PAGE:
• joe90 2.1.1

        Can’t fill social worker positions because of a shortage of qualified folk, change the job designation.

        Can’t offload case work to NGOs because NGO’s don’t have suitably qualified folk, see above.

        • Bill

          Yes. I think we’re saying the same thing. Doing things this way is politically motivated and wouldn’t be happening if the appropriate political will existed – one that valued us and what we can do for one another; one that was committed to developing or providing the best possible framework to help valued people do valuable things.

    • Michelle 2.2

      the gnats have underminded positions like social workers recently I had to deal with a new cyfs Indian social worker and I couldn’t understand his English and he did not know what he was talking about so here we see how the tories treat the people that rely on help and we have people with very little training he did not know the system.

  3. patricia bremner 3

    Of course Social Work should have a training pathway, with intervals of attainment matched with pay and conditions.

    We undervalue all work with people. This, nursing policing teaching ..so it goes.

    Is that because AI won’t require those services?

  4. Incognito 4

    But actual social change? Social justice? That’s a huge task, and its one that we are uniquely committed to and responsible for.

    Could this be a (the?) pain point, politically speaking, of course?

    This excellent post and yesterday’s Guest Post have opened a new world for me, which tells me how sheltered and protected my life really is …

  5. Anon 5

    We have social workers in New Zealand?

  6. tracey 6

    I went to the Chairs facebook page yesterday and asked his view on the article.

    While we may not like his reply, it was bloody quick. I sometimes email MPs. None reply this quickly.

    An Opportunity Missed? A Failure to Listen? And Whose Advice was Privileged?

    ” To quote our global definition of social work we sythesise “theories of social work, social sciences, humanities and indigenous knowledges. Principles of social justice, human rights, collective responsibility and respect for diversities are central to social work”

    I dont know, but maybe part of the problem is that the definition above applies to Degrees in Youth Work too with the exception of the theories of social work per se but they study similar theory to my knowledge”

    Absolutely Social Work is a profession. To consider otherwise is simply academic or professional snobbery.

    Socialcworkers, youth workers and workers in drug and alcohol addiction, to name but 3 provide crucial albeit under valued work to NZ.

    • Amy 6.1

      Remember it is common for a professions to have points of overlap. Something mentioned in a scope of practice does not prevent everyone else from doing it. Think of Nurse Practioners prescribing- this doesn’t make them Doctors, nor detract from the identity of Doctors. Also think of the overlaps between Occupation Therapy and Physios, yet both have a scope of practice without harming the other. It makes no sense to say social work cannot be defined because it has points of overlap. We all do. Yet we are also unique. Canada has done this superbly for social service workers and social workers- scopes of practice are similar yet there are specific unique points to them which are clearly articulated and accepted. Power remains with those works, not with employers. http://www.ocswssw.org/professional-practice/scopes-of-practice/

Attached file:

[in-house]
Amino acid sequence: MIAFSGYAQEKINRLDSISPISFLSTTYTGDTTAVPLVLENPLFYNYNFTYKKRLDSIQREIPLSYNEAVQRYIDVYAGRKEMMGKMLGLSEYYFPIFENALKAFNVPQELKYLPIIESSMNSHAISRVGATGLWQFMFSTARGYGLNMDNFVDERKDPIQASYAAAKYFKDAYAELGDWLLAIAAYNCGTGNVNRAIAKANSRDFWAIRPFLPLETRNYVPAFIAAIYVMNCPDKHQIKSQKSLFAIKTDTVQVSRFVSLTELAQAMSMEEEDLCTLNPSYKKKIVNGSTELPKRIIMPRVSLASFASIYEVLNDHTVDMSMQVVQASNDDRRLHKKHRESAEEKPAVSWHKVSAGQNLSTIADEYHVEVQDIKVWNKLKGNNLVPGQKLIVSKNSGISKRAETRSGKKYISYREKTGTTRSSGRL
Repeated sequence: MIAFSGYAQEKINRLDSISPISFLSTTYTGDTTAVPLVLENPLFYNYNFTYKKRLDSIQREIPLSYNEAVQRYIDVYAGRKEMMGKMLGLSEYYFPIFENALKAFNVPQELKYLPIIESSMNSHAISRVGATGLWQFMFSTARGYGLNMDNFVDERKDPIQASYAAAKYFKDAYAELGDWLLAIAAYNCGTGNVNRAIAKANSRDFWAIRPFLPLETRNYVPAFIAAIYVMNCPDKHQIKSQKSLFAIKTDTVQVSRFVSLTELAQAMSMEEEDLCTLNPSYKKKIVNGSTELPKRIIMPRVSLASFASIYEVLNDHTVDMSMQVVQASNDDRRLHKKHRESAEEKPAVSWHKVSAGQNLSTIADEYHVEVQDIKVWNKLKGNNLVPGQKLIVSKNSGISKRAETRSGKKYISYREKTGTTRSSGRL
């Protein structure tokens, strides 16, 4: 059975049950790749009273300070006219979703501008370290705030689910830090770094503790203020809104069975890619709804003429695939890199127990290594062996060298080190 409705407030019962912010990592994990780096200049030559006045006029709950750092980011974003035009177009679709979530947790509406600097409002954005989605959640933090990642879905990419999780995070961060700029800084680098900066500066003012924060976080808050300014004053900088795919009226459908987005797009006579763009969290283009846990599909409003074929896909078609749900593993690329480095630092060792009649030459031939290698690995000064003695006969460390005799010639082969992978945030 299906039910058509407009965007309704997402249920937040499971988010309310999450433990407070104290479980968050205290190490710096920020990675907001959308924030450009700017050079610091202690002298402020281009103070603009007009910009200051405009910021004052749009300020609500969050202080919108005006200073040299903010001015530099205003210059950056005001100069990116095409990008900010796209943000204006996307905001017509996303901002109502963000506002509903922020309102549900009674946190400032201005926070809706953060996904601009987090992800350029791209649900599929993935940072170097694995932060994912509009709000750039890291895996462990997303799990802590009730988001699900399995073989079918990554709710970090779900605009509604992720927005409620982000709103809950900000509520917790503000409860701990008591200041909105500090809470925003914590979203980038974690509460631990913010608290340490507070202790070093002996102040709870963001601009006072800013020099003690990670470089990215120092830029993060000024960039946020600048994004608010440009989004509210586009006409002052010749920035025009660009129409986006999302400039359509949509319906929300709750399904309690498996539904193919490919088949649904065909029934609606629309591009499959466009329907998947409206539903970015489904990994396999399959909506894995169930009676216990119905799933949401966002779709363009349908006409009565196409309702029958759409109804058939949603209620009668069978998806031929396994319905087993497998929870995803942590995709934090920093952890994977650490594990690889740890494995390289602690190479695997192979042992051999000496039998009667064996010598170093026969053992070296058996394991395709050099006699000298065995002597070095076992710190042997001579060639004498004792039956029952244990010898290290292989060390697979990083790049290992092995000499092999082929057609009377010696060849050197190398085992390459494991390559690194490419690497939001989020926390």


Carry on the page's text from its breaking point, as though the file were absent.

• Tracey 6.1.1

        Thanks Amy

        Canada is actually superb on many fronts so taking their lead would not be a bad thing, imo.

  7. Smellpir 7

    Great post Amy, and kia kaha to all the angry social workers across NZ who feel like they just got politically shafted by their own team!

    The post yesterday traversed whether this was just a cock-up by a new Select Committee who hadn’t got their heads around the content of the bill… and that seems the most likely explanation (I hope!). However, this has got to be made right because two posts on TS in two days from a angry professional group who should be Labour’s core constituency is a very, very bad look.

    What is worse, the Bill was actually in good shape when it was introduced by the last Government in August, 2017. What the hell happened?

    • tracey 7.1

      Did you post to Gareth Hughes Facebook page? He made himself accessible by facebook so, access him there.

      Many many ways to skin the cat.

    • veutoviper 7.2


      I am about to post a fairly long comment on the other post re the make up of the Select Committee, and their previous experience in this area – and the imbalance in this regard between the 5 government members and the 4 National members.

      I have also included details about the make up of previous Social Services Committees under the National government and a Whos Who of current MPs who have had previous experience.

      It is long and detailed and probably of little interest to lots of people here, but having done the research, thought it might be of use to those like yourself who are directly involved to target MPs in Parliament with experience in this area. Feel free etc.

      I decided to post it there rather than here for continuity and also because each post has a slightly different focus. EG this one is really about the massive scope of practice issue …

      Have done a bit of research on that as well but not yet finished.

    • Matthew Whitehead 7.3

      One thing to remember: Darroch Ball is the casting vote on that committee. I have no ideas what his views are on this, but it is not a committee controlled by Labour and the Greens. It is controlled, in effect, by NZF.

  8. patricia bremner 8

    We have awful Nats on that committee, and needed more clever others!!